April 27, 2017

When Bill Nye became the co-chair of the March for Science it brought on controversy due to his being a white male. That is really a shame. The real controversy should have been over the fact that Nye is not a scientist. He’s an entertainer with one earned degree, a B.S. in mechanical engineering. He tries to act like a scientist, but often fails miserably to pull it off. As a scholar, I am used to non-academics butchering terms. I... Read more

April 8, 2017

The long awaited book “The Benedict Option” book is finally out and I am looking forward to reading it. When I do, I plan to perform a solid review of it. Although, I have not read the book, I have read some of the commentaries on it and Dreher’s discussion of the Benedict Option. Therefore, I want to react to some of the ideas floating around about the book. Some argue that Dreher is advocating that Christians surrender all political... Read more

August 31, 2016

To say that this has been a difficult political year for most people is an understatement. I honestly think that both Democrats and Republicans elected the worst person they possibly could to run for president. But here we have it: Clinton versus Trump. In some ways this odd election has forced me to consider my own political allegiances, or lack thereof. You see, I am a political independent – sometimes voting Democrat and sometimes voting Republican. And this election has... Read more

April 29, 2016

This is the fourth blog in a series of posts about Critical Realism and research methods. Please register for my upcoming webinar on Tuesday, May 3, 2016 at 12 noon EDT. You can access the first, second, & third blogs here. As part of my interest in using critical realism to teach sociological research methods, I drafted the following syllabus ideas. Although I haven’t yet taught this class, I’m sharing it with others who may be looking for ways to adapt... Read more

April 28, 2016

As I have stated in an earlier post, I will from time to time put on of my Stream op-eds here. I do not answer comments at the Stream but do sometimes answer my comments here. However all comments need to conform to my policy. Hope you enjoy the post. I bow to nobody as a protector of religious freedom and a critic of Christianophobia in our society. But I have done so with two caveats. First, I do not... Read more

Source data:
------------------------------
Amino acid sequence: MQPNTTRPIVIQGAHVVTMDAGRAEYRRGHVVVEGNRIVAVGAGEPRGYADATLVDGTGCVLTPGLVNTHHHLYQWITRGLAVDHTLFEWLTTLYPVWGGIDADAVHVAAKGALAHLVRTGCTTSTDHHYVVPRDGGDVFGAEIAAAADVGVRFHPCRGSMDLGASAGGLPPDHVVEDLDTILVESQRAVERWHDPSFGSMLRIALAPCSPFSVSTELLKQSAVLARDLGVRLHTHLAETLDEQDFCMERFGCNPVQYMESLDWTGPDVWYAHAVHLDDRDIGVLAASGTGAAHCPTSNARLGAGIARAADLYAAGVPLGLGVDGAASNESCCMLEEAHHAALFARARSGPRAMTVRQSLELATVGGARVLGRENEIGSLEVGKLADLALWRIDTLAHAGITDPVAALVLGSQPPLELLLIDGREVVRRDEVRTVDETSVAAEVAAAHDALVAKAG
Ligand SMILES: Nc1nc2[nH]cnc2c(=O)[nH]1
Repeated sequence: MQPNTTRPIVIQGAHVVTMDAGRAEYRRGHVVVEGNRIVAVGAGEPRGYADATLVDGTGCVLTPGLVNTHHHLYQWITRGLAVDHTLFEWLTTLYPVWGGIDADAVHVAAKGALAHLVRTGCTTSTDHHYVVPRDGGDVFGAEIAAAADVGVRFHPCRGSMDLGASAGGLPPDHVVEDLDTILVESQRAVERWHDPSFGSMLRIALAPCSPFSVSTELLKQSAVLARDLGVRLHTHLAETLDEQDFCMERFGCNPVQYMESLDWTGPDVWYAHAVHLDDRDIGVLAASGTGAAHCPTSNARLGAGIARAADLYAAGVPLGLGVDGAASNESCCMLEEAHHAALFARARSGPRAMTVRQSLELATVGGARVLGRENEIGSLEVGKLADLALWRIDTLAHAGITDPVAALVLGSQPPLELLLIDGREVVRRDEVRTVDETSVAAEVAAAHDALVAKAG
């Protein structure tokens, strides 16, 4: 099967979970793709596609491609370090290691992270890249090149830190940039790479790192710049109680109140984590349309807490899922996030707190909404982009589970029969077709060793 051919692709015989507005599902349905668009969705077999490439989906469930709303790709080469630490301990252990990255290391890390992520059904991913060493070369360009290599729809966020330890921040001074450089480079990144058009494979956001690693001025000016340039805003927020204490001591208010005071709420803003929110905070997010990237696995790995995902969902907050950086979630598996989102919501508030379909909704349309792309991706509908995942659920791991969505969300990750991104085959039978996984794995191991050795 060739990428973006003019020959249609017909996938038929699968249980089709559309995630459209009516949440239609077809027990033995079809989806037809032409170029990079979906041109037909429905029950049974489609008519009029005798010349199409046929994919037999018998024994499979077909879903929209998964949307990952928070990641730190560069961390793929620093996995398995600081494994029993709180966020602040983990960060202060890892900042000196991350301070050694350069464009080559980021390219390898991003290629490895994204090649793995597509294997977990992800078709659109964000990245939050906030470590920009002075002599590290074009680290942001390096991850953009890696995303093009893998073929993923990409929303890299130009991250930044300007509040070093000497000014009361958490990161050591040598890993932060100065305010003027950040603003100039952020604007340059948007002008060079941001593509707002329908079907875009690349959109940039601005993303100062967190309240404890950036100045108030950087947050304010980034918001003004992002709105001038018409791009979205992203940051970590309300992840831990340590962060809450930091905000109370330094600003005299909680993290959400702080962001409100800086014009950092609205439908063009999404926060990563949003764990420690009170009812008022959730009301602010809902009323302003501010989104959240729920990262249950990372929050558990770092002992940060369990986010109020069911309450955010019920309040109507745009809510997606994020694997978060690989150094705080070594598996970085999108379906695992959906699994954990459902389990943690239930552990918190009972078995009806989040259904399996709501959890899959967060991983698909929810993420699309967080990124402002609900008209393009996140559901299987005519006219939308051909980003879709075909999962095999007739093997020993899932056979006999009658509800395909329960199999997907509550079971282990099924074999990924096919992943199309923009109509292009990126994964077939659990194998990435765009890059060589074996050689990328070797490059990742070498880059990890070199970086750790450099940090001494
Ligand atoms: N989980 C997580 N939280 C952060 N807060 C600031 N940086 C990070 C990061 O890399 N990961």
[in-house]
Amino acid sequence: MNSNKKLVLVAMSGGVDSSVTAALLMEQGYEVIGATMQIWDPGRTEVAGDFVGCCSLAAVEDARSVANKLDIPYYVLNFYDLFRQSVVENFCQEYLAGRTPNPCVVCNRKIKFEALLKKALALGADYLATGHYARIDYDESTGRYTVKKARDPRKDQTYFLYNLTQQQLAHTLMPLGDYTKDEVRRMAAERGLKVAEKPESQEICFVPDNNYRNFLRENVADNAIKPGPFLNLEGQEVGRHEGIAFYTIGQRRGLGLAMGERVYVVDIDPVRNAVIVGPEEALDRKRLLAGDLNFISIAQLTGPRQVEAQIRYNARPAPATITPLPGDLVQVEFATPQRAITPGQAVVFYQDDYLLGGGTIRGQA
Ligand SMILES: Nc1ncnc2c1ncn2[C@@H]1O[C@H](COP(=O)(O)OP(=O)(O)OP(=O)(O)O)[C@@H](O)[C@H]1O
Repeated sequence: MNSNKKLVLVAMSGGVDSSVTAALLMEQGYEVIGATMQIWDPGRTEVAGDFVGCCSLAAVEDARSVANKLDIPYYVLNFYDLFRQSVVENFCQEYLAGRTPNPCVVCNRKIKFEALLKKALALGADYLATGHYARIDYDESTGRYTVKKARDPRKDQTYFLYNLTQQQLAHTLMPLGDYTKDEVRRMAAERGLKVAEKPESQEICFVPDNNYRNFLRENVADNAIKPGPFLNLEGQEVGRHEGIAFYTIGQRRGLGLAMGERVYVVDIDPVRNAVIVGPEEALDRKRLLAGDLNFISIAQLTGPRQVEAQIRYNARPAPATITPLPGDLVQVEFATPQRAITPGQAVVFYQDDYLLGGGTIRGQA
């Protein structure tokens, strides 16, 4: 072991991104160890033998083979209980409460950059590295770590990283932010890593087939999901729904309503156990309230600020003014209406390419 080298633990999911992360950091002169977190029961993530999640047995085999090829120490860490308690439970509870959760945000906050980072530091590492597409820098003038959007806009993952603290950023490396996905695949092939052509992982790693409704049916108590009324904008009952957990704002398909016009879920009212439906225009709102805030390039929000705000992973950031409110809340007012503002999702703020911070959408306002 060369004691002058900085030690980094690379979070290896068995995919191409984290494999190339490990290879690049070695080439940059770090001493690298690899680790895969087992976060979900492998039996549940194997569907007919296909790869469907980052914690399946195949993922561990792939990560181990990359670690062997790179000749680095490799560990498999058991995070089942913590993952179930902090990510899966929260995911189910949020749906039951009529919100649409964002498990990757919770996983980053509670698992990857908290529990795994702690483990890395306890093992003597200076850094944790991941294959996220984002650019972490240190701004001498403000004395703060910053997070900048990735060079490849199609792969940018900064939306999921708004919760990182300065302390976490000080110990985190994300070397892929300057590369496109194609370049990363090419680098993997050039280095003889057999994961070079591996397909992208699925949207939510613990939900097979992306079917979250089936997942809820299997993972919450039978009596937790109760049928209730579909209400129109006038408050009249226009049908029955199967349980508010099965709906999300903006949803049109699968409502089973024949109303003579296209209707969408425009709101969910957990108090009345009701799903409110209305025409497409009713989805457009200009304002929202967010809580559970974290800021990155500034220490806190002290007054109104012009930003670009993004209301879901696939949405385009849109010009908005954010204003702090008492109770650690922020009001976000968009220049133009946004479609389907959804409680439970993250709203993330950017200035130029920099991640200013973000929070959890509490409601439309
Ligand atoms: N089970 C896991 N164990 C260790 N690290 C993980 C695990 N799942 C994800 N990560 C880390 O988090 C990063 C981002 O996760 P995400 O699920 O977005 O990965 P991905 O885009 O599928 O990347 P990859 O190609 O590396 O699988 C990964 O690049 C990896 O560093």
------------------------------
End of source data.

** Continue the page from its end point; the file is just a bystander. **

April 18, 2016

This is the third of three blogs in which I list 23 readings we could use to teach about the methodological implications of CR. Don’t forget to register for my webinar in CR & Research Methods on May 3, 2016, at 12 noon EDT (you can see the recording even if you can’t be there live). And click here to see the first blog in this series. Click here to see the second blog in this series. And click here to see the fourth. ... Read more

April 17, 2016

In preparation for my upcoming webinar on CR & Research Methods on May 3, 2016, at 12 noon EDT, I wrote a recent blog post about my five favorite books on showing why critical realism matters for social science research. This post is about my five favorite articles that explicitly use critical realism as a meta-theoretical framework. The third blog in this series is about incorporating critical realism into research methods classes. And the fourth is a syllabus that shows how these readings can... Read more

April 16, 2016

As part of an upcoming webinar on Critical Realism and Sociological Research Methods that I’m leading on May 3, 2016 at 12 noon, this is the first of 3 blogs with some resources on how critical realism can influence social science research methods (click here for blog #2 on CR & Methods, click here for blog #3 on CR & Methods, and click here for blog #4 on CR & Methods). Although I’m a sociologist, I’ve included books from other disciplines as... Read more

April 13, 2016

On April 28, 2016, at 12 Noon EDT, I’ll be giving a free webinar on Critical Realism and Sociological Research Methods. Every good researcher is to some extent a good theoretician. Yet, typical approaches to teaching and writing about sociological research methods emphasize data collection techniques, often to the detriment of exploring the ontological assumptions made in any research project. Critical realism consistently points to the epistemological implications of implicit ontological commitments in sociological research. Recently, critical realist scholars have... Read more

April 1, 2016

How do people seek the sacred? For a recent project, I interviewed 26 young adults in 10 different states about hardships they had faced. I asked how those hardships influenced their close relationships and their beliefs in God. I was surprised by how many spiritual experiences I heard about that were outside of traditional religious practices. Even people who weren’t sure they believed in God, who had stopped going to church, or who had never attended church, talked about feeling a presence... Read more

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